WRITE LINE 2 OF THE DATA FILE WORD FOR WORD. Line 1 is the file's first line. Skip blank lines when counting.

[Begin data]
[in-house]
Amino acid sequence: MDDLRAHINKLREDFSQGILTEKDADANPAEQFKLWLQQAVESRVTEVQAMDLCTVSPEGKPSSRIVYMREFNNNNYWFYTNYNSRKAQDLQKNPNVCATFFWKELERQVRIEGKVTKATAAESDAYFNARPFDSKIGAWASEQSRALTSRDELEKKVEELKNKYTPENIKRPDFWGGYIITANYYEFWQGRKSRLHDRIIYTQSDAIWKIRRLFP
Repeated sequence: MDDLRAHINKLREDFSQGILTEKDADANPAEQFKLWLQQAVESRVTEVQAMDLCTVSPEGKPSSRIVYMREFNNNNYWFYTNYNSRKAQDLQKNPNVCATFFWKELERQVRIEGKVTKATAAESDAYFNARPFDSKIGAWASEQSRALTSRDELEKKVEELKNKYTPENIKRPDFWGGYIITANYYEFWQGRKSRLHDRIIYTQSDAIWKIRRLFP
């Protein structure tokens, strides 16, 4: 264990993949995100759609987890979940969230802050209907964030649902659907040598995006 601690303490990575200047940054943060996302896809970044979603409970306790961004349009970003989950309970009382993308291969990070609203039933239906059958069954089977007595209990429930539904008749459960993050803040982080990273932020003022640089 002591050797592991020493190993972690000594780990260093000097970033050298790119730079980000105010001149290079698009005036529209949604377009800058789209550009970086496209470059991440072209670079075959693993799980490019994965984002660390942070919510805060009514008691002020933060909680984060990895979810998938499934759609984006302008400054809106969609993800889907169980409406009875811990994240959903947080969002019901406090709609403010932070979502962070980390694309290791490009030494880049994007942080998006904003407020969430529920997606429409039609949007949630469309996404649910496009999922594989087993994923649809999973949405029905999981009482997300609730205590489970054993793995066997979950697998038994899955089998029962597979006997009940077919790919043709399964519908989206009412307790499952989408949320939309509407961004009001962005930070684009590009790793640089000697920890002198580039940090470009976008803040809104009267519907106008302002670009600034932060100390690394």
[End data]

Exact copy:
Amino acid sequence: MDDLRAHINKLREDFSQGILTEKDADANPAEQFKLWLQQAVESRVTEVQAMDLCTVSPEGKPSSRIVYMREFNNNNYWFYTNYNSRKAQDLQKNPNVCATFFWKELERQVRIEGKVTKATAAESDAYFNARPFDSKIGAWASEQSRALTSRDELEKKVEELKNKYTPENIKRPDFWGGYIITANYYEFWQGRKSRLHDRIIYTQSDAIWKIRRLFP